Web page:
Photographer: Matthew Lloyd/Bloomberg

U.K. Industrial Output on Course for Positive Second Quarter

  • Production falls 0.5% in May, less than economists predicted
  • U.K. economy has yet to feel the impact of Brexit vote

U.K. industrial producers are on course to post their first positive quarter in almost a year after they cut output by less than economists forecast in May.

Output at factories, utilities and mines fell 0.5 percent following an upwardly revised 2.1 percent surge in April, the Office for National Statistics said on Thursday. Economists in a Bloomberg survey had predicted a 1 percent drop. Manufacturing contracted by 0.5 percent, also less than expected.

Industrial production is almost certain to contribute to economic growth in the second quarter for the first time since the summer of last year. Output will expand if June sees a decline of less than 6 percent, a drop not seen since 1979. But the British economy is only starting to feel the impact of last month’s shock vote to leave the European Union, which is casting doubt on prospects for the rest of the year.

Some surveys suggest uncertainty was hampering the economy even before the referendum and a report published Thursday showed business confidence falling to a 4 1/2-low in the aftermath of the vote. Bank of England Governor Mark Carney has warned of a “material slowing” and signaled that interest rates could be cut within months.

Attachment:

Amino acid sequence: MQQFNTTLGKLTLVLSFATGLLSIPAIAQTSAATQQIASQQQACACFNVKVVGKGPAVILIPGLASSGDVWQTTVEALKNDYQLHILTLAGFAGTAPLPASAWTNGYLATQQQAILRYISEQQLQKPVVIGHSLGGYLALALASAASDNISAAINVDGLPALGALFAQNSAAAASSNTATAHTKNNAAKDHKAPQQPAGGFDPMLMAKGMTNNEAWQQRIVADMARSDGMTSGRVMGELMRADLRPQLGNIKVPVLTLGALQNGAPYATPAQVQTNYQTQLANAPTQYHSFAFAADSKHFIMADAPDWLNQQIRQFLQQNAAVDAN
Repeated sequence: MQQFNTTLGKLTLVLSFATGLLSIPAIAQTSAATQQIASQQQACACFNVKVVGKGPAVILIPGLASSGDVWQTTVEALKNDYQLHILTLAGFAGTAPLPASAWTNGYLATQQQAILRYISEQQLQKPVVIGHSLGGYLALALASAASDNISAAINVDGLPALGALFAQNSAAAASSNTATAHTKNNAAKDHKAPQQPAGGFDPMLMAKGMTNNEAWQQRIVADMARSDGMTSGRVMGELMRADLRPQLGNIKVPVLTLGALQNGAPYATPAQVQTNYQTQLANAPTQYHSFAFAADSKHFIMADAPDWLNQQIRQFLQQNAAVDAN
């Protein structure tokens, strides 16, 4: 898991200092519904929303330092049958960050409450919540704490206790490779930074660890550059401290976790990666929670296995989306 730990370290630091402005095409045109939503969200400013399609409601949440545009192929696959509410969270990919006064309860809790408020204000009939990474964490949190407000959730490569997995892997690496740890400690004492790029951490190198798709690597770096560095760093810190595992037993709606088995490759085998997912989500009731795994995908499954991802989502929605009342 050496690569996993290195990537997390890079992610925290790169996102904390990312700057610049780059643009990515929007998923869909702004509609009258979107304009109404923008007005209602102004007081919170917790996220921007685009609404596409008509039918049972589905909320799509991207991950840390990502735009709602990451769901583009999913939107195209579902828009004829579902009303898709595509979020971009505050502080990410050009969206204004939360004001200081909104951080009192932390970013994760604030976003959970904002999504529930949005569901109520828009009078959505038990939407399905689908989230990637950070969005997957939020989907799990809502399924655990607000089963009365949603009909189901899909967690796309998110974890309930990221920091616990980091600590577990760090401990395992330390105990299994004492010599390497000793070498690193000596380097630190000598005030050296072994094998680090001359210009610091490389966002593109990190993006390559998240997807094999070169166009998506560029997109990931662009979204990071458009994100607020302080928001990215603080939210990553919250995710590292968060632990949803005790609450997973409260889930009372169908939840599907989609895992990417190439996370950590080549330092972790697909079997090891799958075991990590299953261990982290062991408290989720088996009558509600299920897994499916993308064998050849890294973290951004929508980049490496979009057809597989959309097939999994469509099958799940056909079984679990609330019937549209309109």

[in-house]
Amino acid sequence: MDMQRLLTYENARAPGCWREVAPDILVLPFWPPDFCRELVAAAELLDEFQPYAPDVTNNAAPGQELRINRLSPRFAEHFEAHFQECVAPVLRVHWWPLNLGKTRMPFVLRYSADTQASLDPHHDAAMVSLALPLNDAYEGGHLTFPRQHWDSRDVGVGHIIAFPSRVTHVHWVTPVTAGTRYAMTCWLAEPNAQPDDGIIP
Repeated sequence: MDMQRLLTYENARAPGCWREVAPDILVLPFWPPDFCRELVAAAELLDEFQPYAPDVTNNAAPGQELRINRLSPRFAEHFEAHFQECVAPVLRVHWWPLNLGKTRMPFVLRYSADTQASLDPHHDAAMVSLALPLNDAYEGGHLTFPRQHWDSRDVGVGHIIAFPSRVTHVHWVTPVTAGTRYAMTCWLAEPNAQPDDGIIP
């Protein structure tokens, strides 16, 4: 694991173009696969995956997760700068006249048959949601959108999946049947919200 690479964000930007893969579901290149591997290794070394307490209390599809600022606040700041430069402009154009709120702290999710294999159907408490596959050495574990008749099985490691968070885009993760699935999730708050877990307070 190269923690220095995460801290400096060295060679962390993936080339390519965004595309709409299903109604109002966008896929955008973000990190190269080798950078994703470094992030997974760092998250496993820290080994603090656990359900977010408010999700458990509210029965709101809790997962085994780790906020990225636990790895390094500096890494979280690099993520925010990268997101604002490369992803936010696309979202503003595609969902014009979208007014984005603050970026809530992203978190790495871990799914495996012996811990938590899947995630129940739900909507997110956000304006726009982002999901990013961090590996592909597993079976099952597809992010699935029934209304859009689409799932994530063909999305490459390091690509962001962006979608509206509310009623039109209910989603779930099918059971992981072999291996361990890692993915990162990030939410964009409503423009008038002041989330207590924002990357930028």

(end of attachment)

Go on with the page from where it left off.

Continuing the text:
Seven of 13 manufacturing sectors saw output fall on the month, with the largest contribution coming from pharmaceuticals, which declined 6.5 percent following a surge in April. There were also falls in textiles and leather products and machinery and equipment.

Energy production fell 2.9 percent as warm weather hit demand. Oil and gas extraction declined 0.2 percent.

Industrial production rose 1.4 percent from a year earlier and was up 1.9 percent in the latest three months compared with the equivalent period through February.

Output may rise as much as 2 percent in the second quarter, more than reversing the 0.2 percent decline seen between January and March, according to Alan Clarke, an economist at Scotiabank in London.

“This adds to the list of robust figures that we have seen for Q2 which suggest that, contrary to fears that GDP growth might stall in Q2 ahead of the referendum, we may actually see an improvement” on the first quarter, when gross domestic product grew by 0.4 percent, he said. “At the moment, I’m minded to go for 0.5 percent to 0.6 percent quarter on quarter.”

One bright spot for manufacturers is the sharp drop in sterling since the referendum, which may help exporters, although it also pushes up the cost of imported materials. The pound has tumbled 13 percent against the dollar since June 23 to a three-decade low. It was at $1.2992 at 9:53 a.m. London time, up 0.5 percent on the day.

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